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Could it be that when you splurge on that dinner in LA instead of dinner at Collins, you’re acting out of pure genetics?

In early October, The Moneyland section of Time Magazine devoted an entire page to Claremont McKenna College Professor Henrik Cronqvist and his recent study demonstrating that people are genetically wired to spend or save money.

Cronqvist and Stephan Siegel, a finance professor at University of Washington’s Foster School of Business, have been working on the study since 2008.

Professor Henrik Cronqvist

The book inspired Cronqvist to consider the role of genetic disposition in financial decisions. “I noticed that there was a lot of psychological research but not a lot of work in economics or finance. We (Cronqvist and Siegel) wanted to understand risk-taking in finance and were interested in roles genes and upbringings play.”

During the course of the study, Cronqvist and Siegel observed the spending and saving habits of 15,000 sets of Swedish twins from the Swedish Twin Registry. First established in the late 1950s, the Swedish Twin Registry (STR) has been an important resource for medical research and was first used to control for genetic inclination to cancer and cardiovascular diseases in a study on the effects of smoking and alcohol consumption. The STR is now used for several research projects rather than for medical reasons. Cronqvist and Siegel used STR to their advantage as they surveyed the registry for their research.

Cronqvist and Siegel used the database to examine the investing behavior of sets of twins. “The twins were asked through a survey if they wanted to participate,” Cronqvist explained, “and there was a very high response rate of about 60-70%.”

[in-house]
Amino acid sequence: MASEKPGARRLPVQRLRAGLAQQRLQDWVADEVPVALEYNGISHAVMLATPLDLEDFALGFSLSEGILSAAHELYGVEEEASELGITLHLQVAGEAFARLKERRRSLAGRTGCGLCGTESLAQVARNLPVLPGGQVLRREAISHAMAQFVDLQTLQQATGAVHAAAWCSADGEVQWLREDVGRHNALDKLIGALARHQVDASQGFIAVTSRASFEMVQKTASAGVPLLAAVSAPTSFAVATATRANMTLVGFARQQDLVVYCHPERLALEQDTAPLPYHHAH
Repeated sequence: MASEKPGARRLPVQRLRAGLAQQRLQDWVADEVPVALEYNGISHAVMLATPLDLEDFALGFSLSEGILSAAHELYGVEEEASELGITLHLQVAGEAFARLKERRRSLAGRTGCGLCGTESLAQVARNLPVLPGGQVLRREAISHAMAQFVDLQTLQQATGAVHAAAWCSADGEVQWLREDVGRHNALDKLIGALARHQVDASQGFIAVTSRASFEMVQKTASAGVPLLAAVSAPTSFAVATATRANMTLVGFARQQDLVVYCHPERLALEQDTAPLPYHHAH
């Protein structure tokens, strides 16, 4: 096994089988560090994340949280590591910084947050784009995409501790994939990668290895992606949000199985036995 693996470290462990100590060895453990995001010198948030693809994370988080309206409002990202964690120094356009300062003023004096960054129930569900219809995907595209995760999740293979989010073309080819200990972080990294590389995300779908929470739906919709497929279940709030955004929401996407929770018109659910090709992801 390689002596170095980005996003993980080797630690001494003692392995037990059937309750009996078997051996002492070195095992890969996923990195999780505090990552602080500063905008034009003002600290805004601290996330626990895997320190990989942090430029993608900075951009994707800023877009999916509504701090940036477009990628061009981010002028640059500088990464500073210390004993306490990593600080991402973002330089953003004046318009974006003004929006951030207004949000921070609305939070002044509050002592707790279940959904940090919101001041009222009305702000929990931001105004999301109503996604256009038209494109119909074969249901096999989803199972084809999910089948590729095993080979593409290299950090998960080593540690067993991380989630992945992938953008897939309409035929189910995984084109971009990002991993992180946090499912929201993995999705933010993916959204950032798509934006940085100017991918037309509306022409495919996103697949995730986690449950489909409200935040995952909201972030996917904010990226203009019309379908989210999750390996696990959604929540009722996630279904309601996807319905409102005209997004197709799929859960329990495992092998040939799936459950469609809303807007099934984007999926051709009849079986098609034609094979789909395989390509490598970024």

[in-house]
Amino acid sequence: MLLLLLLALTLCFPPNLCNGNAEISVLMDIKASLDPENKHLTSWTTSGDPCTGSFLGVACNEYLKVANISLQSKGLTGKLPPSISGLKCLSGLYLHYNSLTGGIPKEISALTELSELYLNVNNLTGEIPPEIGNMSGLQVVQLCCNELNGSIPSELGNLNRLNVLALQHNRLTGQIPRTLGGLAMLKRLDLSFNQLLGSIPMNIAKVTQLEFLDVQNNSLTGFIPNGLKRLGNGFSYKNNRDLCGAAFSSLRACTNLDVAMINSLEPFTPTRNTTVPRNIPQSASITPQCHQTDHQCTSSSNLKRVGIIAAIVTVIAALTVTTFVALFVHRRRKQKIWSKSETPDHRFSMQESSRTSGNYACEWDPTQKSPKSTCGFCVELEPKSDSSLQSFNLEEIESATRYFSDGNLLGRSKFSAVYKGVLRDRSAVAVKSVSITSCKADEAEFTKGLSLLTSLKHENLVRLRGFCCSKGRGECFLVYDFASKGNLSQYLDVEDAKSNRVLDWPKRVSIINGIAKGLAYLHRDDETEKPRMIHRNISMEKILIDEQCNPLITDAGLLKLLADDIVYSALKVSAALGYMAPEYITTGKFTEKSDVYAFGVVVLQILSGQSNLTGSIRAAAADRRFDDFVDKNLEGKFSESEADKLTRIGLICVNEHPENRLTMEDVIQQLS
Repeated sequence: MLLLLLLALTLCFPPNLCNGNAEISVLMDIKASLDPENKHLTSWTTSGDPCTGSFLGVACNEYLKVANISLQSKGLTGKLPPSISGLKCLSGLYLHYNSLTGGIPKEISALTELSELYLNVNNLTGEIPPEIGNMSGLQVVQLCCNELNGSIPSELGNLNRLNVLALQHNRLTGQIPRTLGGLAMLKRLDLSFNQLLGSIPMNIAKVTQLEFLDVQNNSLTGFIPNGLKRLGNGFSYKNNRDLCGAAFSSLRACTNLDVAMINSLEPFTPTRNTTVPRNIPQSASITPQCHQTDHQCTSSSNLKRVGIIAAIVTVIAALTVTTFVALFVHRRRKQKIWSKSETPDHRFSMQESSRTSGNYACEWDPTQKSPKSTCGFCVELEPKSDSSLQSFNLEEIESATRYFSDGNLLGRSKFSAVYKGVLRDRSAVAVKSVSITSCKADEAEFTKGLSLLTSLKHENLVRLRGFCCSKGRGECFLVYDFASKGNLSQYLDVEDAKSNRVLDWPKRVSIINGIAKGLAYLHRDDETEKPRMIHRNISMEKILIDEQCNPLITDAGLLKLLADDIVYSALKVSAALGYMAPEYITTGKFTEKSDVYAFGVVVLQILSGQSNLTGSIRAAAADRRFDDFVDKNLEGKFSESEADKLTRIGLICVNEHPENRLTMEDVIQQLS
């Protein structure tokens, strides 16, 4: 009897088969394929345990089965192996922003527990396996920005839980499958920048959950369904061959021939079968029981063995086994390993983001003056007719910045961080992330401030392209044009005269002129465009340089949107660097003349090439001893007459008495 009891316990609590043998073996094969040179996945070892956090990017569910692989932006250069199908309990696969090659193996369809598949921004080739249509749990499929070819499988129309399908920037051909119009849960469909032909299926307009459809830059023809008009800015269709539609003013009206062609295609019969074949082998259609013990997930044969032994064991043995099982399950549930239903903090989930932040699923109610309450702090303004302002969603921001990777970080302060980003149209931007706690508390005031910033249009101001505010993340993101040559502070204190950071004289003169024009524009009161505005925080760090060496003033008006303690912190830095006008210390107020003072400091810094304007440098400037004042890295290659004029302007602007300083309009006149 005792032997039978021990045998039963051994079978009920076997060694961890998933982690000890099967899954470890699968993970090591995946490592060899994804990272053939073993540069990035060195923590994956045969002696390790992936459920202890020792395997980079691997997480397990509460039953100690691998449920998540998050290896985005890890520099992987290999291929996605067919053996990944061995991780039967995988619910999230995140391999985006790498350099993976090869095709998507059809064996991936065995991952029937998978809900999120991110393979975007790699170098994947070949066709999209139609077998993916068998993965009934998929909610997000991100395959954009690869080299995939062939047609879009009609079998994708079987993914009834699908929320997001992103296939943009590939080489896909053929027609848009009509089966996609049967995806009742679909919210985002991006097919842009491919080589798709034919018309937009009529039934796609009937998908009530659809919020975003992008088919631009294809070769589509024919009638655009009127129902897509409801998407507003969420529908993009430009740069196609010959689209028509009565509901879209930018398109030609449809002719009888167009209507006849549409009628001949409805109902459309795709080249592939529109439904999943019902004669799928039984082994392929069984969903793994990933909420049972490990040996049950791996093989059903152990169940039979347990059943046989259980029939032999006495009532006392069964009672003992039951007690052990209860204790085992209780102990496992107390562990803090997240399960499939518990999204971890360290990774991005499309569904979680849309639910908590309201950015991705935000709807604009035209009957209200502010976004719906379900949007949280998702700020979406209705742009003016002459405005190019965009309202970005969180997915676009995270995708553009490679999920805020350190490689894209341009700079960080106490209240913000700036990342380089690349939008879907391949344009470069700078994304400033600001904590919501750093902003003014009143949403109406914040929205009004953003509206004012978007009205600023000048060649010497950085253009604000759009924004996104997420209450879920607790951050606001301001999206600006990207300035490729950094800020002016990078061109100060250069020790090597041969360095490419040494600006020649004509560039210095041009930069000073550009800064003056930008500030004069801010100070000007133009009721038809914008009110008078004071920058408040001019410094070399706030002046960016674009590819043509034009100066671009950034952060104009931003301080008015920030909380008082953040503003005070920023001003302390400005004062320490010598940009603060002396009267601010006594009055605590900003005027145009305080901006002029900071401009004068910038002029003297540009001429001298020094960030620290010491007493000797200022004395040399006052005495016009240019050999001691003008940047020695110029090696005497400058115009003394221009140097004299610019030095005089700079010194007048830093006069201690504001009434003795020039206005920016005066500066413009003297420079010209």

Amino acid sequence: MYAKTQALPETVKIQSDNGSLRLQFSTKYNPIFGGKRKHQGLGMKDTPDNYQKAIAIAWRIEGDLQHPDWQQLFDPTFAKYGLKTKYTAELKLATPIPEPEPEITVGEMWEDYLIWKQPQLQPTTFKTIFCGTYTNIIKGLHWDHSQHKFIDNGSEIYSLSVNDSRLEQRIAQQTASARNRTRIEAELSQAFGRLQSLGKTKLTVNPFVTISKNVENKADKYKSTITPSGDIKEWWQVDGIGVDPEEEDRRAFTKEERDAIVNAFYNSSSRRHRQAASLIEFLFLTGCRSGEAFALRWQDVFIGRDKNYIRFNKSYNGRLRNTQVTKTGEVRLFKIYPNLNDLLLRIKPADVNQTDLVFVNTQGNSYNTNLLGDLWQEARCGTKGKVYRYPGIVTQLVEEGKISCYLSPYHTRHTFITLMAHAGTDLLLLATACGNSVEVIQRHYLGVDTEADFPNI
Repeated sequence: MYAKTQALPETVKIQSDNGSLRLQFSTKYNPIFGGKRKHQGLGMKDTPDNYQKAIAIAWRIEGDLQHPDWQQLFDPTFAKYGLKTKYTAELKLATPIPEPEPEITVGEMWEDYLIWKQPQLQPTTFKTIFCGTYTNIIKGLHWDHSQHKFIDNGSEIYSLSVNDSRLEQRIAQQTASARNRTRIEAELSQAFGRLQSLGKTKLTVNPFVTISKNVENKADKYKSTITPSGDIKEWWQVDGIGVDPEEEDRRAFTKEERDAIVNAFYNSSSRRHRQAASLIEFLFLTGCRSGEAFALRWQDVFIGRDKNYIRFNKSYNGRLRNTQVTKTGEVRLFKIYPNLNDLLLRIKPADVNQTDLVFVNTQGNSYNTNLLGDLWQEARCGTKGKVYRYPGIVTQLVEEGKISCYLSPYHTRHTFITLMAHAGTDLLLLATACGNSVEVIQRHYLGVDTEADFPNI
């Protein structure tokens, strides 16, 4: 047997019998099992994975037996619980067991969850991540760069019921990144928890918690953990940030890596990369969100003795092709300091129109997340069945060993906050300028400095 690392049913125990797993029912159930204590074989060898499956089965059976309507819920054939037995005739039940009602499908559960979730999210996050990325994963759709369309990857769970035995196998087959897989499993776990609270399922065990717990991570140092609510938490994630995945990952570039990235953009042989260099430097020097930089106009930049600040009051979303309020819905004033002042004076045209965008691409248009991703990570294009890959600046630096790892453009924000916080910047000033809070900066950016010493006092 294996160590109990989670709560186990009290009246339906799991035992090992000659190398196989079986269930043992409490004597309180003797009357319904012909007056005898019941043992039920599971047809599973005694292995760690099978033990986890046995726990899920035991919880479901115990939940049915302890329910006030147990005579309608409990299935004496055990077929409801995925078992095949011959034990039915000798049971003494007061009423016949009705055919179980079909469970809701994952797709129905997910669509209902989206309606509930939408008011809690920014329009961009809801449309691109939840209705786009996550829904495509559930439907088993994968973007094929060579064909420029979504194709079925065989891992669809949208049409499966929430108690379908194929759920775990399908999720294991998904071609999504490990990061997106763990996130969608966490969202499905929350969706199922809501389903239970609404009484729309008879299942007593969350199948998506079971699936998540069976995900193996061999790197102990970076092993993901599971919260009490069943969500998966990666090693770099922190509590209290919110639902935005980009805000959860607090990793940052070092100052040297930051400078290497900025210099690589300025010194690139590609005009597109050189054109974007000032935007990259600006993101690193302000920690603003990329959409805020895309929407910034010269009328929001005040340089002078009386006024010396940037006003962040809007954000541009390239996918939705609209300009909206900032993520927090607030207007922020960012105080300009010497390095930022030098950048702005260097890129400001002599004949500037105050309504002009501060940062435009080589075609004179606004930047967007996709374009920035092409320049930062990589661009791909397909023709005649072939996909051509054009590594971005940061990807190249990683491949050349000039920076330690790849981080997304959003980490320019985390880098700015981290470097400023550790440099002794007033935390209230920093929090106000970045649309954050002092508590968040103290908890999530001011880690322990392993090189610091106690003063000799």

To measure the twins spending and saving rates Cronqvist came up “with a proxy of how much they save based on their tax returns.” The results of the study demonstrate that genes do in fact play some role in spending and saving habits. After examining the financial behaviors of identical twins (sharing 100% of their genes) and fraternal twins (sharing on average 50% of their genes), identical twins in the study who were separated at birth showed the same spending and saving patterns despite living in different environments. Fraternal twins did not have exact spending patterns as the identical twins but were fairly similar. Although genetic predisposition doesn’t rule out all environmental influence on spending and saving, the study demonstrates that genetics may be the more important component.

Cronqvist and Siegel will continue research on this promising subject and have already written four papers dealing with genetic predisposition to spend and save. In the future, Cronqvist and Siegel will broaden their research to examine the psychological biases of people who invest. “We are hard wired to those investment biases,” said Cronqvist. “The idea of loss aversion and people being reluctant to sell stocks that they have lost are some of these biases we have seem to have.”

Cronqvist is the McMahon Family Associate Professor of Corporate Finance and George R. Roberts Fellow at CMC and is currently on his sabbatical, splitting his time among Sweden, CMC, and his home in Los Angeles.